We ask: Lord, hear your people’s prayer

  • For the prayers we hold in silence.

We ask: Lord, hear your people’s prayer

Call to worship
  • To the point: Luke’s Passion account highlights how much Jesus loved life. His struggle to say yes to his Father’s will (“take this cup away from me”) was so intense that he sweats blood. He also intensely loved others and their lives: he healed the man with the severed ear, comforted the women of Jerusalem, forgave his executioners, promised paradise to the repentant thief. For the sake of others’ life he was willing to give over his own life (“not my will but yours be done.”) Jesus’ struggle and self-giving is to be ours. While intensely loving the life given us, we also are to give it over for others.
  • Connecting the Gospel (Luke 22/23: 14-49) to the first reading: Isaiah’s prophecy finds its fulfillment in Jesus. It not only describes his suffering but also his concern for others, “speaking to the weary a word of comfort.”
  • To experience: When we hear the proclamation of the Passion, we are most mindful of all the suffering Jesus endured. Luke reminds us that the passion also proclaims Jesus’ ultimate self-giving ministry for others.

WEEK OF APRIL 7, 2019

Third Scrutiny: Deliverance from cosmic, universal evil

God is power God is might. God will triumph over sin.

Kyrie Eleison … Christe Eleison … Kyrie Eleison.

  • When the dignity of humanity is threatened or destroyed; when the thirst for power drives government and politics,; when people are victimized by discrimination, deceit or neglect.

Deliver us O God – Kyrie Eleison

  • Wherever we are indifferent to the cries of the poor and the needy; wherever people are threatened by political oppression; wherever addiction and suicide result from our depression; wherever the innocent are victimized by war.

Deliver us O God – Christe Eleison.

  • Where prisoners are tortured and humiliated; where people are not free to practice faith; where the spirit of the powerless is stifled and crushed.

Deliver us O God – Kyrie Eleison.

  • From the ungrateful depletion of our atmosphere; from our failure to save energy and resources for future generations; from our exploitation of natural wonders given freely by God.

Deliver us O God – Christe Eleison.

  • That peace and love may reign in our world; that justice and dignity may prevail in our time; that all creation may live in unity and harmony.

Deliver us O God – Kyrie Eleison.

God is power, God is might – Christe Eleison

God will triumph over sin – Kyrie Eleison

Prayer of Exorcism

We lift before you O God, our brothers and sisters preparing for the Easter sacraments and this entire assembly who seek renewal in our faith. May the power of your word change our lives and invigorate our spirit. Free us from any falsehood and evil, and create in all of us a clean heart, a renewed vision, a deepened sense of your indwelling holiness. We ask you this through Jesus, your son and our Lord. Amen.

Laying on of hands

Lord Jesus, in your gentle strength set free our spirit, touch our minds and our hearts, awaken our sense of mission. Guide these chosen people in the journey of our lives. May they be signs to the world of the greatness and power of your unconditional love. Amen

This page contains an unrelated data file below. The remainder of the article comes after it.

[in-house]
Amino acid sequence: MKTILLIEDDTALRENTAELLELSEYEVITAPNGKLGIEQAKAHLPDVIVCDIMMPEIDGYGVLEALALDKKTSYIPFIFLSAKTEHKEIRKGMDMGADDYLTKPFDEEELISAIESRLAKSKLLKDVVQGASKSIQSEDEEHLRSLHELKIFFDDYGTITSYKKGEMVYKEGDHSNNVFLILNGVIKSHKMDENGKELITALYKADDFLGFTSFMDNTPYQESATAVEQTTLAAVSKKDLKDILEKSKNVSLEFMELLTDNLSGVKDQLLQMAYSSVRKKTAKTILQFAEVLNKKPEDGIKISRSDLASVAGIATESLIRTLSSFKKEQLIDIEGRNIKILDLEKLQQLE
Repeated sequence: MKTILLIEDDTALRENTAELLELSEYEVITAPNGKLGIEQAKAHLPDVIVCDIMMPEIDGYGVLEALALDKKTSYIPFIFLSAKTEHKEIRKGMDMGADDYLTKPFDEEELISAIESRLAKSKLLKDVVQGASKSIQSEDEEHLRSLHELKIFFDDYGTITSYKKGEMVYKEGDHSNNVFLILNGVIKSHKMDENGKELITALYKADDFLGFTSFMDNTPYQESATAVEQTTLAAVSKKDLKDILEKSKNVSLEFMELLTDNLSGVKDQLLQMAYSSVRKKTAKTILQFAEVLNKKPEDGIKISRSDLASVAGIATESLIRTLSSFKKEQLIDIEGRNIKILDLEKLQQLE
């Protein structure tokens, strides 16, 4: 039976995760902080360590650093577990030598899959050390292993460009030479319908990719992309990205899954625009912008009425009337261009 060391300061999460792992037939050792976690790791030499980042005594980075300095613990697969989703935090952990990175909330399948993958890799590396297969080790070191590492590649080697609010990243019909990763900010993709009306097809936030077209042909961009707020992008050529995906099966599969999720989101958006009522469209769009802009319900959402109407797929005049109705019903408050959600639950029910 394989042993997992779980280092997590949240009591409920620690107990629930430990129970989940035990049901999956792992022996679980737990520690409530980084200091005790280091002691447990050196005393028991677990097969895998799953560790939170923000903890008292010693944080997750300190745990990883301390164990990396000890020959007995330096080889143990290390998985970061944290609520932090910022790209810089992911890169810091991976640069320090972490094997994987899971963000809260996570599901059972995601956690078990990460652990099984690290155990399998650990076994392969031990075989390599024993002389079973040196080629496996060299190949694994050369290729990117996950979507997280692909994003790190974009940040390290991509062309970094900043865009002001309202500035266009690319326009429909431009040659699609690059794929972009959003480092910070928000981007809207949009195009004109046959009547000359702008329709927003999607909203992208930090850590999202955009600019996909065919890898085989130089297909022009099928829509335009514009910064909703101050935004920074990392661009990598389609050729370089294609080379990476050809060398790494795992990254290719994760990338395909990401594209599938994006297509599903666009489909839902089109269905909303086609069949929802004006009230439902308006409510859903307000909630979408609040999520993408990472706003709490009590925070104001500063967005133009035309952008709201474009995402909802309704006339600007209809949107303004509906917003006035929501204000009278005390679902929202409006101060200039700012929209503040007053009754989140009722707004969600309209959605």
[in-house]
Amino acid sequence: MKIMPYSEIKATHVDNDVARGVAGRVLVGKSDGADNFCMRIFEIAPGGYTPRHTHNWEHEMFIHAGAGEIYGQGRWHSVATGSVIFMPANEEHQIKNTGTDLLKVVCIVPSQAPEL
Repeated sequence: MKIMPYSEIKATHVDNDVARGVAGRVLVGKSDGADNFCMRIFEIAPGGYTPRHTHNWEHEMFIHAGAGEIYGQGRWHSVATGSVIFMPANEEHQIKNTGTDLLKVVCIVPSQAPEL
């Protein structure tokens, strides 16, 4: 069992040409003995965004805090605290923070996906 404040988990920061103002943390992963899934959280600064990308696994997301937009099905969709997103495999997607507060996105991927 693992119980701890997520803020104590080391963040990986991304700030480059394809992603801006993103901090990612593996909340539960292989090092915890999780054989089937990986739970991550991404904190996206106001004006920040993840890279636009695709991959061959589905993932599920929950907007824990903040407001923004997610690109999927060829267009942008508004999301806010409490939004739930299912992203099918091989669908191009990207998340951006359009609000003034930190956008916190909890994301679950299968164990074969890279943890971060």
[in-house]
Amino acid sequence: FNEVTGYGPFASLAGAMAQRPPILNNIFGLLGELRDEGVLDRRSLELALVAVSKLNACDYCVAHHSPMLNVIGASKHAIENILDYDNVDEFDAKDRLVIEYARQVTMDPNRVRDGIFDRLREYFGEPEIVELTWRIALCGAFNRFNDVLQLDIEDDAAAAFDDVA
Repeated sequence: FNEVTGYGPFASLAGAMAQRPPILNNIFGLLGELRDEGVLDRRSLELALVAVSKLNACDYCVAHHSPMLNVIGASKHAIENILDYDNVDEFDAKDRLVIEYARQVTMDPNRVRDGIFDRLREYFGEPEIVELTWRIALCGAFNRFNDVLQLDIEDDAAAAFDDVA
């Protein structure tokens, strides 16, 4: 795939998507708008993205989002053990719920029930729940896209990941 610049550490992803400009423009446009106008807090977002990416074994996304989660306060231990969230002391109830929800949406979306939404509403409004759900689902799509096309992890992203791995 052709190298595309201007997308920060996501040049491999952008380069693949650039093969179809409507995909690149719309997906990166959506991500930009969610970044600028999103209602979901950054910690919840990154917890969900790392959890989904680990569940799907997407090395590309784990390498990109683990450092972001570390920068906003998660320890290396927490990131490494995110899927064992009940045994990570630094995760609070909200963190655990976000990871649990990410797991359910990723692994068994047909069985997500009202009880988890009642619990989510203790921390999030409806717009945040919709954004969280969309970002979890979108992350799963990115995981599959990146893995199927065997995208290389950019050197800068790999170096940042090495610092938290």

Call to Worship

During this last week of Lent, we recognize how God is doing something new within us. As Christ touches the woman caught in adultery, so also does he touch us with generous and nonjudgmental love.

  • To the point: The scribes and Pharisees brought an adulterous woman to Jesus and made her stand in the middle. In their self-righteousness they wished to make an example of her as a grave sinner deserving of death. Ironically, Jesus makes an example of them as sinners: they turned away from him and “went away one by one.” The woman, however, remained with Jesus. Our own work during Lent is like that of the adulterous woman: truthfully face our sinfulness and faithfully remain with Jesus. Though we sin, Jesus only wishes new life for us.
  • Connecting the Gospel (John 8:1-11) to the second reading: Paul admonishes us not to be prisoners of our sinfulness but to strain forward to the new life that lies ahead. This new life is the “supreme good of knowing Christ Jesus” and remaining with him (“be found in him.”)
  • To experience: When we focus exclusively on our own sinfulness we can easily lose sight of our goodness and God’s mercy. Jesus responds even to profound sin with even more profound mercy.

WEEK OF MARCH 31, 2019

Second Scrutiny: Deliverance from institutional evil

God is power God is might. God will triumph over sin.

Kyrie Eleison … Christe Eleison … Kyrie Eleison.

  • When we disregard the rights of children and their education. When we refuse to help the poor, the hungry & the homeless When we degrade others because of sex, race, lifestyle or social class.

Deliver us O God – Kyrie Eleison.

  • When we ignore the wisdom and dignity of the elderly.  When we refuse medical care or insurance to the needy.  When we silence our prophets and our visionaries.

Deliver us O God – Christe Eleison.

  • From the prostitution of people and principles. From the enslavement and domestic abuse of children and adults. From injustice in the church and in enterprise. From violence in our homes, on our streets and in our schools.

Deliver us O God – Kyrie Eleison.